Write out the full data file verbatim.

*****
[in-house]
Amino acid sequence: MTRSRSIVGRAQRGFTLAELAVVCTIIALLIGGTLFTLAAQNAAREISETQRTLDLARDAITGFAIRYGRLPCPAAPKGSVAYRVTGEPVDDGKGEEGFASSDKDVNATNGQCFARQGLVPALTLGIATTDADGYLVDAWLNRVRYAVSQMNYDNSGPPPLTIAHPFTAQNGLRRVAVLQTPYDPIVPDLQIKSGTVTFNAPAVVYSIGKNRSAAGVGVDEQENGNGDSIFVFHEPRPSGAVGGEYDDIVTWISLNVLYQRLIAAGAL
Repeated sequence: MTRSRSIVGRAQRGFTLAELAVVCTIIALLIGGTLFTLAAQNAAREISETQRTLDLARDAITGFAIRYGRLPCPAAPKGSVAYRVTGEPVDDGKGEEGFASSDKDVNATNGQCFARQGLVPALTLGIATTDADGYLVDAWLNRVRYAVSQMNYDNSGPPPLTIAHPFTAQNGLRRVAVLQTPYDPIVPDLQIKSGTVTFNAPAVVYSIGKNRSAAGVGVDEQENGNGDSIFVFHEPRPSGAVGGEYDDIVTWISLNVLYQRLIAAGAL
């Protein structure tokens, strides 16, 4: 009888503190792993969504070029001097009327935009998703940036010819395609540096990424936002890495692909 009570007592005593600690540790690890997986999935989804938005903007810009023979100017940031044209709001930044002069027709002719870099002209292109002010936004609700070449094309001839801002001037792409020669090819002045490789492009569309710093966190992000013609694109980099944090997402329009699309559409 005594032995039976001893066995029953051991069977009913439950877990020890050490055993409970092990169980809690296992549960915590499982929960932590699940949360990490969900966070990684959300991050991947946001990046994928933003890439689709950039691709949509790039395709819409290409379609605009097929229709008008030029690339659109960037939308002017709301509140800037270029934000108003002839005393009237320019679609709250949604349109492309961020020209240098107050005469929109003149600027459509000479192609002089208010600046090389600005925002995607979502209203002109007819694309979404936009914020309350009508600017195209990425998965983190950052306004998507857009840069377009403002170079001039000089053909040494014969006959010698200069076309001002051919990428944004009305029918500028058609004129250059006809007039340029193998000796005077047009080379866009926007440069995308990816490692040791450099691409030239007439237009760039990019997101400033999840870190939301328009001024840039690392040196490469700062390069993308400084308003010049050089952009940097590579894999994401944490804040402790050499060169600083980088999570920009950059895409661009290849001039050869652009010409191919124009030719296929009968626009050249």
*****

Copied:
[in-house]
Amino acid sequence: MTRSRSIVGRAQRGFTLAELAVVCTIIALLIGGTLFTLAAQNAAREISETQRTLDLARDAITGFAIRYGRLPCPAAPKGSVAYRVTGEPVDDGKGEEGFASSDKDVNATNGQCFARQGLVPALTLGIATTDADGYLVDAWLNRVRYAVSQMNYDNSGPPPLTIAHPFTAQNGLRRVAVLQTPYDPIVPDLQIKSGTVTFNAPAVVYSIGKNRSAAGVGVDEQENGNGDSIFVFHEPRPSGAVGGEYDDIVTWISLNVLYQRLIAAGAL
Repeated sequence: MTRSRSIVGRAQRGFTLAELAVVCTIIALLIGGTLFTLAAQNAAREISETQRTLDLARDAITGFAIRYGRLPCPAAPKGSVAYRVTGEPVDDGKGEEGFASSDKDVNATNGQCFARQGLVPALTLGIATTDADGYLVDAWLNRVRYAVSQMNYDNSGPPPLTIAHPFTAQNGLRRVAVLQTPYDPIVPDLQIKSGTVTFNAPAVVYSIGKNRSAAGVGVDEQENGNGDSIFVFHEPRPSGAVGGEYDDIVTWISLNVLYQRLIAAGAL
């Protein structure tokens, strides 16, 4: 009888503190792993969504070029001097009327935009998703940036010819395609540096990424936002890495692909 009570007592005593600690540790690890997986999935989804938005903007810009023979100017940031044209709001930044002069027709002719870099002209292109002010936004609700070449094309001839801002001037792409020669090819002045490789492009569309710093966190992000013609694109980099944090997402329009699309559409 005594032995039976001893066995029953051991069977009913439950877990020890050490055993409970092990169980809690296992549960915590499982929960932590699940949360990490969900966070990684959300991050991947946001990046994928933003890439689709950039691709949509790039395709819409290409379609605009097929229709008008030029690339659109960037939308002017709301509140800037270029934000108003002839005393009237320019679609709250949604349109492309961020020209240098107050005469929109003149600027459509000479192609002089208010600046090389600005925002995607979502209203002109007819694309979404936009914020309350009508600017195209990425998965983190950052306004998507857009840069377009403002170079001039000089053909040494014969006959010698200069076309001002051919990428944004009305029918500028058609004129250059006809007039340029193998000796005077047009080379866009926007440069995308990816490692040791450099691409030239007439237009760039990019997101400033999840870190939301328009001024840039690392040196490469700062390069993308400084308003010049050089952009940097590579894999994401944490804040402790050499060169600083980088999570920009950059895409661009290849001039050869652009010409191919124009030719296929009968626009050249």